Effective Pest Animal and Weed Control for Budget-Constrained Local Authorities

Position Magazine RapidMap Summit Biosecurity September 2023

Local authorities play a vital role in maintaining the environmental management and sustainability of our urban and rural regions. Weed infestations and Pest Animals are always on the move and encroaching on new areas. Melbourne suburbs are now sighting deer and many other ferals in alarming numbers. Managing pest animals and weeds is essential as they can destroy ecosystems, cause the extinction of native plants and wildlife as well and devastate local agriculture. However, budget constraints often pose challenges in terms of control activities. So let’s explore cost-effective strategies that budget-constrained local authorities can adopt to protect their communities from these threats:

Prioritise and Plan

The first step in effective pest animal and weed control is to prioritise the most pressing issues. Identifying which pests and weeds are causing the most harm to your community and ecosystem and where they are is the most essential criteria to capture. When you know where they are and the extent of the infestation, then, develop a strategic plan to engage others for a Shared Biosecurity Responsibility approach that outlines the goals, resources needed, and a timeline for implementation.

Collaborate with Stakeholders

Local authorities can strengthen their control efforts by collaborating with various stakeholders, such as local farmers, environmental and land care groups, and volunteers such as the various Taskforces for Blackberry, Gorse, and Serrated Tussock as well as engaging with land owners. Partnerships can provide additional support and resources, expertise, and labor, often for little to no cost to the main agency for the region.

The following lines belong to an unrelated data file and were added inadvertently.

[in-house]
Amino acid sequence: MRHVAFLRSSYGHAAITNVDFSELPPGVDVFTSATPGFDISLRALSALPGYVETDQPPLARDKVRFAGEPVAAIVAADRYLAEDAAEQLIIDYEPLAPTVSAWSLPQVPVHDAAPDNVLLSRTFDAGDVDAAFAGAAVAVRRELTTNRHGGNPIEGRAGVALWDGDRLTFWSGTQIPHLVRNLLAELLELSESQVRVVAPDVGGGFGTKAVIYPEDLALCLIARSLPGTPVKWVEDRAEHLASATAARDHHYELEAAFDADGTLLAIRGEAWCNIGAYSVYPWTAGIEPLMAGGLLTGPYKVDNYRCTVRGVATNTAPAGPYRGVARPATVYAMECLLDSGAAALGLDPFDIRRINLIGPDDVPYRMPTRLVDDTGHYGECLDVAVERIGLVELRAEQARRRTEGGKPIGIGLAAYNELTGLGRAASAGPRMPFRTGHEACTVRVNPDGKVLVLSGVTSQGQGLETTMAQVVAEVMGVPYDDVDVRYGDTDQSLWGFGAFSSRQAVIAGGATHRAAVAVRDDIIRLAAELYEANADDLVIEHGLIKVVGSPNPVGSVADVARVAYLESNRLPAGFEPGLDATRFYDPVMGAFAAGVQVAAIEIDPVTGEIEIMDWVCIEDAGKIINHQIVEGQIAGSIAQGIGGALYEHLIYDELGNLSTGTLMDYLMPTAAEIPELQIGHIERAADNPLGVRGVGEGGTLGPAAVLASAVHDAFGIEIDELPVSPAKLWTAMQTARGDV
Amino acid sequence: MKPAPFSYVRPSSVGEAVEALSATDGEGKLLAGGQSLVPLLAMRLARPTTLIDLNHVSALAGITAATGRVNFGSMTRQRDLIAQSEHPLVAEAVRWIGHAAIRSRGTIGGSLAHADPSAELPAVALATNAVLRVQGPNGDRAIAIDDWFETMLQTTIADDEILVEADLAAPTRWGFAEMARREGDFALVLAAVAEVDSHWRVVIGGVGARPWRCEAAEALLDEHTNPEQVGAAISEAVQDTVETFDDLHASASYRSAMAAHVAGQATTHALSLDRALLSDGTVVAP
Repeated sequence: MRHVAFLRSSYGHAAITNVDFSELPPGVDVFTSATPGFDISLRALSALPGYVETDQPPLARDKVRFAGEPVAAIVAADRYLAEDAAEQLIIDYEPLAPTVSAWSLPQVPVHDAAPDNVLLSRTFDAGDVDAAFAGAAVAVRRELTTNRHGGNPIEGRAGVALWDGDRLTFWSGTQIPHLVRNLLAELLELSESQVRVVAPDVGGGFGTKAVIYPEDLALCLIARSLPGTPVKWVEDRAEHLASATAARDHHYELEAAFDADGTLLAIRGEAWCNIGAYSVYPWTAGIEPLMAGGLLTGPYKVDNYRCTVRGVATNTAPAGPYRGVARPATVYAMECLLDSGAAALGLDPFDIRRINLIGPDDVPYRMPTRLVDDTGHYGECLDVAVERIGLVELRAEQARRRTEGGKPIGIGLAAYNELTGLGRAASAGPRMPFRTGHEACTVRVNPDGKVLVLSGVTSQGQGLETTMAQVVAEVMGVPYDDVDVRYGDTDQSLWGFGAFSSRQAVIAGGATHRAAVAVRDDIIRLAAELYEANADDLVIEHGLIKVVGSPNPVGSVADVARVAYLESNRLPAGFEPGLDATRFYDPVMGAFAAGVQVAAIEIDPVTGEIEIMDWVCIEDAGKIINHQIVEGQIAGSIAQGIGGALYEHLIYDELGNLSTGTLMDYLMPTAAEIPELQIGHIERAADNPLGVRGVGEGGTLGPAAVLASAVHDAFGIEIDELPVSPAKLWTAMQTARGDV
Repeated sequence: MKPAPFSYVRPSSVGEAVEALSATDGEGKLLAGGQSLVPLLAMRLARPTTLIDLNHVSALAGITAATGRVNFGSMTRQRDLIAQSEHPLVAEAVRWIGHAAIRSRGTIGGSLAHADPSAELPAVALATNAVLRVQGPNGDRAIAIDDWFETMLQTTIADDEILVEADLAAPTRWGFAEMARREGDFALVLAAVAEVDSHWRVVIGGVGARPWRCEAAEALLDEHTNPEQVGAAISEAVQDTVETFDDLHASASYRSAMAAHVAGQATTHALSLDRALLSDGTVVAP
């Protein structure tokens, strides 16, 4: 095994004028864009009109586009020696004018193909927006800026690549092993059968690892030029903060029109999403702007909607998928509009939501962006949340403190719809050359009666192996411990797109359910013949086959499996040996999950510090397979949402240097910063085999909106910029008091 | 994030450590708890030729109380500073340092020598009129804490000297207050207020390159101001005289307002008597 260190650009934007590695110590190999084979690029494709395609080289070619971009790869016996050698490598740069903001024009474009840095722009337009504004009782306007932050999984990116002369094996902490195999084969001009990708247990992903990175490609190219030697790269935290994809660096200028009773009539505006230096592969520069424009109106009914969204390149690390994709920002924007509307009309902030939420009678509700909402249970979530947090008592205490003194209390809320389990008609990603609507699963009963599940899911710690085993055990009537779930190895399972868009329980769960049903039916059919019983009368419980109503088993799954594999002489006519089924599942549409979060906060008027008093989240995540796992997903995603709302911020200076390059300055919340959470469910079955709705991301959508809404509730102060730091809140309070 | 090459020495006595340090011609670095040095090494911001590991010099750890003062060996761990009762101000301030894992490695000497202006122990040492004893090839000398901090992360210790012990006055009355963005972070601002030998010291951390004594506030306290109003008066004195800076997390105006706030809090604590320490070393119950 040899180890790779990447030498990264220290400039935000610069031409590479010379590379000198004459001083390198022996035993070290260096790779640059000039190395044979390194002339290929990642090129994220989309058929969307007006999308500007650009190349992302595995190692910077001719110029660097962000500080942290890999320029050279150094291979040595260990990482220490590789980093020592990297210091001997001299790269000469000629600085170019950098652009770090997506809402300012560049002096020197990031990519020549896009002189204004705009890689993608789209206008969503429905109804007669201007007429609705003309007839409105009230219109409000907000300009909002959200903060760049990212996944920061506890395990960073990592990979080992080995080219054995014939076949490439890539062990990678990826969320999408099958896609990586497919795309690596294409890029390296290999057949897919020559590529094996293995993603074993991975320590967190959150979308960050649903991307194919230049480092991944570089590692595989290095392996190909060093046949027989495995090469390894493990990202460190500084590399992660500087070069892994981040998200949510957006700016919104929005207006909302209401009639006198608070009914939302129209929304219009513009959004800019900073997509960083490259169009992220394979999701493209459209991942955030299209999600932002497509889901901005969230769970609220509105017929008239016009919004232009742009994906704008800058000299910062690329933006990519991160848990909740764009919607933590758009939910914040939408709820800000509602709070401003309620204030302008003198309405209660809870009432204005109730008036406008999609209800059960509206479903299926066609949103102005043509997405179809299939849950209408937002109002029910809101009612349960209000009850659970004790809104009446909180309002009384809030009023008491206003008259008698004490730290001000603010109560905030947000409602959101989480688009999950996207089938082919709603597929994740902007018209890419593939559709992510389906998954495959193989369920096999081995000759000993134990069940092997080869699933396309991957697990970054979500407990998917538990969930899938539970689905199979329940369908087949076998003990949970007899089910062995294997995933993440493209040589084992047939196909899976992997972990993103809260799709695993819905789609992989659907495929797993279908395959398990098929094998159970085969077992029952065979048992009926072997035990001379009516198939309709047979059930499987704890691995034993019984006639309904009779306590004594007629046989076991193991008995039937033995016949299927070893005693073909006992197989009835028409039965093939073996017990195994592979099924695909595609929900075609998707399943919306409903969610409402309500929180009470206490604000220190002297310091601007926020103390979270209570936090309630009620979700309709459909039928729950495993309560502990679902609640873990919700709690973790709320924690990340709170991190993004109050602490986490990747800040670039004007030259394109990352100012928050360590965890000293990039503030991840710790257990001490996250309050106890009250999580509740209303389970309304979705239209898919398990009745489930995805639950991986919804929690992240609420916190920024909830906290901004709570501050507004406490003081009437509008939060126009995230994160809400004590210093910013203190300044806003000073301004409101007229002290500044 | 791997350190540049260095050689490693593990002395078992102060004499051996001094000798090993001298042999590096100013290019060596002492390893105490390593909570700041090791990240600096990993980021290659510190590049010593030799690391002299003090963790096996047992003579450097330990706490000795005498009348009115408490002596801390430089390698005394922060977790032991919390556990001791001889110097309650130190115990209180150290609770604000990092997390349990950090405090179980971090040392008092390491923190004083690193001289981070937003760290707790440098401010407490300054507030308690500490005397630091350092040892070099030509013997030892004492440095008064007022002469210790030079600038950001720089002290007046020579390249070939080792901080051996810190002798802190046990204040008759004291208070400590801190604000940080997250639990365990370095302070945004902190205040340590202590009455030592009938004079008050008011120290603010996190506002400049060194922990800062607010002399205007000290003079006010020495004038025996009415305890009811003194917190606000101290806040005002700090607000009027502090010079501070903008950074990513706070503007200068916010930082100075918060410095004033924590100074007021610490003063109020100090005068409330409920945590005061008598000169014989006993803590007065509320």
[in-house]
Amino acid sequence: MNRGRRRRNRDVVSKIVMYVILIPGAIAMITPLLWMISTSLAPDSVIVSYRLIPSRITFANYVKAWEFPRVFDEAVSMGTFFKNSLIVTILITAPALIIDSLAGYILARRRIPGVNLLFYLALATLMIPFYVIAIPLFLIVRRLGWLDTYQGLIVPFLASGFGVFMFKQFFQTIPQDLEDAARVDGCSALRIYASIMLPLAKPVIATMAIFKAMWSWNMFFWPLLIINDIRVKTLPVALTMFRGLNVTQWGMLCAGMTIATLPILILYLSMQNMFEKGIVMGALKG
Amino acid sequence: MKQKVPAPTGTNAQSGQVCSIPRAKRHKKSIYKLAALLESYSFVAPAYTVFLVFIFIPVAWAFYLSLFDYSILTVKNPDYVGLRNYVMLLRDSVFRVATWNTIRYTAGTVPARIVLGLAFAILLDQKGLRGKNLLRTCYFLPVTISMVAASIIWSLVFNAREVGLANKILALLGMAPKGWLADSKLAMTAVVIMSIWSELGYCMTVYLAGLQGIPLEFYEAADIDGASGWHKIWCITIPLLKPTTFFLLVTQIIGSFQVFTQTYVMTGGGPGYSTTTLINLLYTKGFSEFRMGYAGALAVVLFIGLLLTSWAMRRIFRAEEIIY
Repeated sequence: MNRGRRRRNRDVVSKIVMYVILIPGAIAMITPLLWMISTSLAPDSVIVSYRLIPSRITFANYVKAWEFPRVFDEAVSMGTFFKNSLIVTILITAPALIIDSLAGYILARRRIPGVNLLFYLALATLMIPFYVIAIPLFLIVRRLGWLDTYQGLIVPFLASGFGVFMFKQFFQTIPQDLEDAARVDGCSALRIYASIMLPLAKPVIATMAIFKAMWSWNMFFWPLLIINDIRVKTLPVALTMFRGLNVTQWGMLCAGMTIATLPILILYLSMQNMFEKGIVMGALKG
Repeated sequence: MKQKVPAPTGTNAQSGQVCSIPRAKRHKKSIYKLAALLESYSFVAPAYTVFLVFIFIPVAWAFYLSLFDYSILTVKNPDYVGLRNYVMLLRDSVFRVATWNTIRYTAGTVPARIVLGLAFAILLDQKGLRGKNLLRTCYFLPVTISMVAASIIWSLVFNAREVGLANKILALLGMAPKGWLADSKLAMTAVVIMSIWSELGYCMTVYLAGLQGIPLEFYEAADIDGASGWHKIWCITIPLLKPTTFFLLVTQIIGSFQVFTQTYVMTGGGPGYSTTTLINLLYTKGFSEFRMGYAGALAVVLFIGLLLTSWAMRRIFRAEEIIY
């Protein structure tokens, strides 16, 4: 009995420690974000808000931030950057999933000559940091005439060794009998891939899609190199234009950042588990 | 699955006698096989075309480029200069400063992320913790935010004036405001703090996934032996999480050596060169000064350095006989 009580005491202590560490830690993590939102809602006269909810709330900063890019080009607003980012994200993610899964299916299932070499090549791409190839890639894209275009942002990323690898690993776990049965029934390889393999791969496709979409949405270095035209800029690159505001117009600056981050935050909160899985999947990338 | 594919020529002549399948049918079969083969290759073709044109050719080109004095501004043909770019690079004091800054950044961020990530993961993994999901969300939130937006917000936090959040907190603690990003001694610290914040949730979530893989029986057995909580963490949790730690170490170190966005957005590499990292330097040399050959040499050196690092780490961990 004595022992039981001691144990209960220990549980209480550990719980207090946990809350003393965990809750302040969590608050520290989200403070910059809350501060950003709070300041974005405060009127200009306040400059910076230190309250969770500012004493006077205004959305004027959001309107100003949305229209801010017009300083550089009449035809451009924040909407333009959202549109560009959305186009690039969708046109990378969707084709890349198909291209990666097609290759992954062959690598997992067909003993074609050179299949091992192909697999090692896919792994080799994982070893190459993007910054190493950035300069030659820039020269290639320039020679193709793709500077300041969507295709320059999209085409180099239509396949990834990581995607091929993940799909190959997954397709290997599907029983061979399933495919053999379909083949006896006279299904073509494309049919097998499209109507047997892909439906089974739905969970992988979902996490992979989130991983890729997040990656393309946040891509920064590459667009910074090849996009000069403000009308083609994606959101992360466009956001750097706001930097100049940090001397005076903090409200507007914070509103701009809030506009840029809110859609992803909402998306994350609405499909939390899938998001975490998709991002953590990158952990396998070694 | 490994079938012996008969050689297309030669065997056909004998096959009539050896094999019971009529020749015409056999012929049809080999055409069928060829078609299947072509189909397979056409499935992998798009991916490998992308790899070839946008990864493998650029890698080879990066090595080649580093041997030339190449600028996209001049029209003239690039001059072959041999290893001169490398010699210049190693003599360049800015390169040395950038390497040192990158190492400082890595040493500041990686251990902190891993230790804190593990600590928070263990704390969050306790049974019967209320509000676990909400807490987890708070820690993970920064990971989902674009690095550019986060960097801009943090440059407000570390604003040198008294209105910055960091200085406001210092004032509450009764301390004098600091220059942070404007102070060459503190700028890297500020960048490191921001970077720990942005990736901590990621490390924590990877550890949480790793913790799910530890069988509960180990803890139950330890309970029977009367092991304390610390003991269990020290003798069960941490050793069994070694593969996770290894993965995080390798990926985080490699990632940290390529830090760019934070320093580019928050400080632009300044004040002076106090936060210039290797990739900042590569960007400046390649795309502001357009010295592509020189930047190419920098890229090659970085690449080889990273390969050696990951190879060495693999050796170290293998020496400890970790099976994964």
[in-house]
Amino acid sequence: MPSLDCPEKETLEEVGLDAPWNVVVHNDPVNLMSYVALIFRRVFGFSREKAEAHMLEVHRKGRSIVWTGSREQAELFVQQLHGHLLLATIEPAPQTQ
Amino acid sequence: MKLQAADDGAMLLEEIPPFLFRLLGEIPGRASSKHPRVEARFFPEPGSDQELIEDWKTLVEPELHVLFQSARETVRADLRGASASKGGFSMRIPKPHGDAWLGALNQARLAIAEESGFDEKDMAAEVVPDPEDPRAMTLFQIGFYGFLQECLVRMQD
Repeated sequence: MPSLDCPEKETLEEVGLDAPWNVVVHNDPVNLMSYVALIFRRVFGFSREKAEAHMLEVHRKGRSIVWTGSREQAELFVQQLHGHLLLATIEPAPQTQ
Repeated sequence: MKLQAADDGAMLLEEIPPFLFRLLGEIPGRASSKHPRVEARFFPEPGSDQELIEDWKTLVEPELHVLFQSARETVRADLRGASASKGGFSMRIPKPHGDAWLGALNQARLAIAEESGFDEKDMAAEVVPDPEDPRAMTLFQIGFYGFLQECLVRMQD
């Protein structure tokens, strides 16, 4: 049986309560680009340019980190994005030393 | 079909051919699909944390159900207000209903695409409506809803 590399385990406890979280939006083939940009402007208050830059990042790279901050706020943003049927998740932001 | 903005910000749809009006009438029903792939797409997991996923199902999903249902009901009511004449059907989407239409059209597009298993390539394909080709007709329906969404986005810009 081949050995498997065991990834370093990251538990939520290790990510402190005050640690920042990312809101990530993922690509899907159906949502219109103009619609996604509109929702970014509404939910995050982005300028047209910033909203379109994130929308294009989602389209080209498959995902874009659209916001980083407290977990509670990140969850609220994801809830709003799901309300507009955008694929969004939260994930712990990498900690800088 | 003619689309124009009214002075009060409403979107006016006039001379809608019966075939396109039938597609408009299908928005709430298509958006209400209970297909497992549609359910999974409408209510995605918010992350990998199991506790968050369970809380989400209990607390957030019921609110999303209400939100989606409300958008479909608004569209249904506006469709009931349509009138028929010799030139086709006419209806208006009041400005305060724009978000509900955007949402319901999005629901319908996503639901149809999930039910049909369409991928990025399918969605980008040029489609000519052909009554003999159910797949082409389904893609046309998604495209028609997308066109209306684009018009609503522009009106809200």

Integrated Pest Management (IPM)

Integrated Pest Management is a sustainable and cost-effective approach that combines multiple pest control methods to minimise the use of pesticides, baits, traps, and other approaches. IPM strategies include biological controls, habitat modification, and the introduction of natural predators to control pest populations. By reducing reliance on chemical treatments, local authorities can save money while protecting the environment. The recent Pest Animal and Weeds Symposium in Dalby had a range of presenters who provided insights and excellent content covering decades of in-the-field experiences.

Public Awareness and Education

Engage the community by raising awareness about the importance of pest animals and weed control even at the schools. Host workshops, distribute informational materials to residents and land owners, and encourage people to report sightings of invasive species. Informed and engaged citizens can be valuable allies in your control efforts especially to prevent exotic plants from “jumping the fence” from their gardens into the neighboring landscape. Organisations like Gardening Responsibly are doing a great job educating Nurseries to prevent the sale of exotic plants that could compromise the Australian native vegetation and habitats.

Grant Opportunities